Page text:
National Fuel’s history dates back to the origins of the natural gas industry. Since the early 1800s, National Fuel and its predecessor companies have been tied to many industry firsts and have pioneered a number of industry practices. We have evolved through periods of changing regulation, supply scarcity and industry consolidation. And we are now playing a significant role in the industry’s rebirth.
The nation’s first natural gas well for commercial use was drilled in the village of Fredonia, N.Y., by William Hart, and was used to illuminate 100 street lights on the main street in the village.
The first oil well was drilled by Colonel Edwin Drake in Titusville, Pa.
National Fuel is incorporated on December 8, 1902, organizing interests in Buffalo and Western Pennsylvania natural gas investments that had been placed in John D. Rockefeller’s Standard Oil Natural Gas Trust.
A predecessor to National Fuel Gas Supply Corporation developed the first underground natural gas storage reservoir in the United States at Zoar Field, 40 miles south of Buffalo.
National Fuel realigns corporate structure, separating utility and interstate pipeline and storage assets to form present-day National Fuel Gas Distribution Corporation and National Fuel Gas Supply Corporation, respectively.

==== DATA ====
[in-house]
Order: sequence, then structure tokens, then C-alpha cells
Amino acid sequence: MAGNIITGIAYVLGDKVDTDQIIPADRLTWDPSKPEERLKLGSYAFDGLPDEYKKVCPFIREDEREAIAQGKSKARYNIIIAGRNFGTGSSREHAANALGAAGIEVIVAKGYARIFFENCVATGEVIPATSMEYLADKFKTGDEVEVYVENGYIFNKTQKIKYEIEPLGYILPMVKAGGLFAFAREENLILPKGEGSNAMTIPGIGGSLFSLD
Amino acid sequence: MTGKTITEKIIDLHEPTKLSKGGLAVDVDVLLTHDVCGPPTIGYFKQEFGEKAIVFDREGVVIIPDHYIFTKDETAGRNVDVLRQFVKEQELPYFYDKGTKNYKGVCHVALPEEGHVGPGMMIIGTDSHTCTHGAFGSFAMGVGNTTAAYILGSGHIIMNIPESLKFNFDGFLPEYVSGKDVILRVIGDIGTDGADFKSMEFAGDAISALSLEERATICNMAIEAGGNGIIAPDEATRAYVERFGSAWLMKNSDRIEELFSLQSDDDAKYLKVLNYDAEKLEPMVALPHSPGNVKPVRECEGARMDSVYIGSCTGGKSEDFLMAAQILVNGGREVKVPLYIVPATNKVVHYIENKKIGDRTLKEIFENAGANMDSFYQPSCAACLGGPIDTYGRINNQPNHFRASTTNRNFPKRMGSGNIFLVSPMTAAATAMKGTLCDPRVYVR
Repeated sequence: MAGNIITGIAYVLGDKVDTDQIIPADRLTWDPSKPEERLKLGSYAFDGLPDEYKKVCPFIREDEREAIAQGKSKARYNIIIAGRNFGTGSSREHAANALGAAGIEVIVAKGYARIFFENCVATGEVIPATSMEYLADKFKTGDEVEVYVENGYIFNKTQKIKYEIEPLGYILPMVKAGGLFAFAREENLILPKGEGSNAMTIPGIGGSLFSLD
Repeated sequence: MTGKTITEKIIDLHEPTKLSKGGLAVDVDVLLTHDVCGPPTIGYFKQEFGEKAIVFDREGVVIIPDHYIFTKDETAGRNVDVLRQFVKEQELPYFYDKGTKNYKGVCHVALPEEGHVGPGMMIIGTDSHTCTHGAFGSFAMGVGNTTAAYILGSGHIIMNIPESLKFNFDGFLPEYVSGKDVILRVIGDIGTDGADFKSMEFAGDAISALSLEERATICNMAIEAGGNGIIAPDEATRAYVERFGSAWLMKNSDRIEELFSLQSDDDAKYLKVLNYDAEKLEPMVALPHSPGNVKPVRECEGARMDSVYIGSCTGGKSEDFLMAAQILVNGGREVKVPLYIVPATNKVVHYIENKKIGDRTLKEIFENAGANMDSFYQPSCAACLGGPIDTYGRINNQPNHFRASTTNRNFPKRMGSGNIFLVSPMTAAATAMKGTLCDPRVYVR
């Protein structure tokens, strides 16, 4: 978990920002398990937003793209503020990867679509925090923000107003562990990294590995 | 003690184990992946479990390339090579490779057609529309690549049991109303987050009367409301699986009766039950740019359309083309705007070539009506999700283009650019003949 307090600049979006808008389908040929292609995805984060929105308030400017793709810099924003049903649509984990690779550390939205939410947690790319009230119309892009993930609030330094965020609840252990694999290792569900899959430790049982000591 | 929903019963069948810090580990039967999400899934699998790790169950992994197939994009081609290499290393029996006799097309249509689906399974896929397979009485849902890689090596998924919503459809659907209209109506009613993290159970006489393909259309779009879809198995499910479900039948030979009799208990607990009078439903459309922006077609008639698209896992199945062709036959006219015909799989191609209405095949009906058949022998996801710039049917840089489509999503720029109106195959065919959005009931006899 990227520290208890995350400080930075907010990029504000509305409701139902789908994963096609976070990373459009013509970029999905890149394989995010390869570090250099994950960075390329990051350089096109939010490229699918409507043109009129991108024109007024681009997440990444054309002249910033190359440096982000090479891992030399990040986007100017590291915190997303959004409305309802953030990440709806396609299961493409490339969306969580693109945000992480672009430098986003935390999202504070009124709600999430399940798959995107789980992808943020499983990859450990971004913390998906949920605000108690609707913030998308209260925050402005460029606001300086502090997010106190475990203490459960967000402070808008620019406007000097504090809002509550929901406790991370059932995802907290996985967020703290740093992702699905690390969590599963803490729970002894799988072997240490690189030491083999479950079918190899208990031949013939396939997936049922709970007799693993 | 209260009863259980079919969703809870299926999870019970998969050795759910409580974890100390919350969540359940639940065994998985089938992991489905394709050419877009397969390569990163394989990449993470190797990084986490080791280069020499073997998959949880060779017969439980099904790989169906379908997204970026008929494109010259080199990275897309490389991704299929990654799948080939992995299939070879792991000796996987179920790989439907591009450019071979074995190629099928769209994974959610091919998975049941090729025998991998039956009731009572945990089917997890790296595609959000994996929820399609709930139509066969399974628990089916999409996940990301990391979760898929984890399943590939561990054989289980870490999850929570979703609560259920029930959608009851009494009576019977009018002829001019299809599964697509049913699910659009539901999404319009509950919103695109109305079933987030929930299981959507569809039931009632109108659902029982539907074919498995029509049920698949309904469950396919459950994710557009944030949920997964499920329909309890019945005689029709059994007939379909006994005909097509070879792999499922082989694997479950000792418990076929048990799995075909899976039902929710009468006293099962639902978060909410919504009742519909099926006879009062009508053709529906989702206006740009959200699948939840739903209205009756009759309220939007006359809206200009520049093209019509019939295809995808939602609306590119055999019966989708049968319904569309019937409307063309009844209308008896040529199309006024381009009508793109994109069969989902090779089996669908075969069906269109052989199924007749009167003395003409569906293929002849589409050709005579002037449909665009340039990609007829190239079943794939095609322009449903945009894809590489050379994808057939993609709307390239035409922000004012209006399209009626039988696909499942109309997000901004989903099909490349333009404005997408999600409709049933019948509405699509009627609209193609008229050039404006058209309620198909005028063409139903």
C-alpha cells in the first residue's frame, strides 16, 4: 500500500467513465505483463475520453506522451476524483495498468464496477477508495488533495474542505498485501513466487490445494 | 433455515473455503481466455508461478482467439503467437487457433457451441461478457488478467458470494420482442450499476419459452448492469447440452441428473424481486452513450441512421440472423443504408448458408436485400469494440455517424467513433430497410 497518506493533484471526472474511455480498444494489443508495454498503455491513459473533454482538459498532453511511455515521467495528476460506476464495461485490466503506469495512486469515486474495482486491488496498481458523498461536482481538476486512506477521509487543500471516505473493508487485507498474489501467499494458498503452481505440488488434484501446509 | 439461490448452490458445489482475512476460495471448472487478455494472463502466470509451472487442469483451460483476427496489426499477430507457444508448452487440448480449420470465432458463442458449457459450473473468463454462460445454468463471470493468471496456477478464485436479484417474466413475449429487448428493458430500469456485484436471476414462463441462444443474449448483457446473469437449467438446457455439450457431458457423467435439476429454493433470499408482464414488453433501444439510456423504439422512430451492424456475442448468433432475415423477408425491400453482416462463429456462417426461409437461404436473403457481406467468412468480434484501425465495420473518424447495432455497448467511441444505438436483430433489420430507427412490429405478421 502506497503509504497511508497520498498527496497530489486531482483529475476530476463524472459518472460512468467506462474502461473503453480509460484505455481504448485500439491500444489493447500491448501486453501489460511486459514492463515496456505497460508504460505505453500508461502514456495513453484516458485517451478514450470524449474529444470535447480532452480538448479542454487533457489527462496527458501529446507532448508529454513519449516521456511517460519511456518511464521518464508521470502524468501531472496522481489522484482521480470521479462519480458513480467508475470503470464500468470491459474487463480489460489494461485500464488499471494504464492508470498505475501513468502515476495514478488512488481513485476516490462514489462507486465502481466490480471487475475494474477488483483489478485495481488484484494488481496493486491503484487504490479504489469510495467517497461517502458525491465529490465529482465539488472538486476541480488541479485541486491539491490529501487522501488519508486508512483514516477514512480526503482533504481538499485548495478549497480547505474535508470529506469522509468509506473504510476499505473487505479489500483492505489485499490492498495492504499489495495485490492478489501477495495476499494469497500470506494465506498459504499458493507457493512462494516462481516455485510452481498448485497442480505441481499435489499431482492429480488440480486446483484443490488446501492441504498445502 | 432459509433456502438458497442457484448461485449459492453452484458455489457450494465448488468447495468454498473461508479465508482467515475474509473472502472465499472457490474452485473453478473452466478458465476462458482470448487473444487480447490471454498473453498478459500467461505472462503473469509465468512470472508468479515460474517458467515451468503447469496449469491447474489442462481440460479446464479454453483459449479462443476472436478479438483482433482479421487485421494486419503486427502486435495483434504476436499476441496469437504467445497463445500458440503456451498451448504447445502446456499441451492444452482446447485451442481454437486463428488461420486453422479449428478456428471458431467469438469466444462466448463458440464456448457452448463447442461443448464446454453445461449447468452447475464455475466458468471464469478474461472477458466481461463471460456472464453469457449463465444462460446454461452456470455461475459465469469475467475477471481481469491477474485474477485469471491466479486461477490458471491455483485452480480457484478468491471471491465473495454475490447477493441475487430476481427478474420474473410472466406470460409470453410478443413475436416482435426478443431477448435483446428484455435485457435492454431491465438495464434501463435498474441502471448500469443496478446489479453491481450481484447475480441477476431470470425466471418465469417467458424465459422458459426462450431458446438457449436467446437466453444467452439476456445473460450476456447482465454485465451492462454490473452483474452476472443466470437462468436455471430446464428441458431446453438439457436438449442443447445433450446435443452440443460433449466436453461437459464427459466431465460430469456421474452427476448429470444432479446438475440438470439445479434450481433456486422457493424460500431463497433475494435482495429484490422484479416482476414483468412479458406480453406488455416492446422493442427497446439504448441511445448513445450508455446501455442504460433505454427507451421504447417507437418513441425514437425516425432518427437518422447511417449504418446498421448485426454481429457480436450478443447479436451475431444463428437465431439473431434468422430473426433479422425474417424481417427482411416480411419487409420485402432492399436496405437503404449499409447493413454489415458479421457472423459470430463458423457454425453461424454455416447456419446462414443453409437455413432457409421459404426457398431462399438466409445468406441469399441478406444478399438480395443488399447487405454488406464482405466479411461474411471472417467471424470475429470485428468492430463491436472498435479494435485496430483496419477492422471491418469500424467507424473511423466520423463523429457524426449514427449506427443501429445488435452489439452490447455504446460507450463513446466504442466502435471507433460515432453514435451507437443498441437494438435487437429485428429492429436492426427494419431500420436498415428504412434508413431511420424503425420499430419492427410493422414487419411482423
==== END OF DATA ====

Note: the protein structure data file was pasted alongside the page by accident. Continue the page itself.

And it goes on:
Seneca establishes its West Coast operations when it acquires a 75 percent interest in Argo Petroleum Corporation’s principal oil and gas properties in California.
Seneca drills its first offshore well in the Gulf of Mexico. Seneca sold its offshore oil and gas properties in 2011 to focus on its Appalachian shale development program.
National Fuel purchases the Empire Pipeline from Duke Energy, adding a key route in upstate New York that would become a centerpiece for multiple system expansions over the next decade.
Seneca drills its first operated Marcellus Shale well in Tioga County, Pa. National Fuel Gas Midstream Corporation is formed to construct gathering facilities to bring Seneca’s Appalachian production to market.
National Fuel’s annual natural gas production climbs to 163 billion cubic feet, six times higher than the output in 2007. Annual throughput on our interstate pipeline systems also doubled over the same period.
National Fuel completes acquisition of Shell’s integrated upstream and midstream assets in Pennsylvania; the largest acquisition in our Company’s 118-year history.
National Fuel places FM100 project facilities into service, adding 330,000 Dth/d of additional transportation to National Fuel Gas Supply Corporation’s system and making it the largest Supply expansion project in our Company’s history.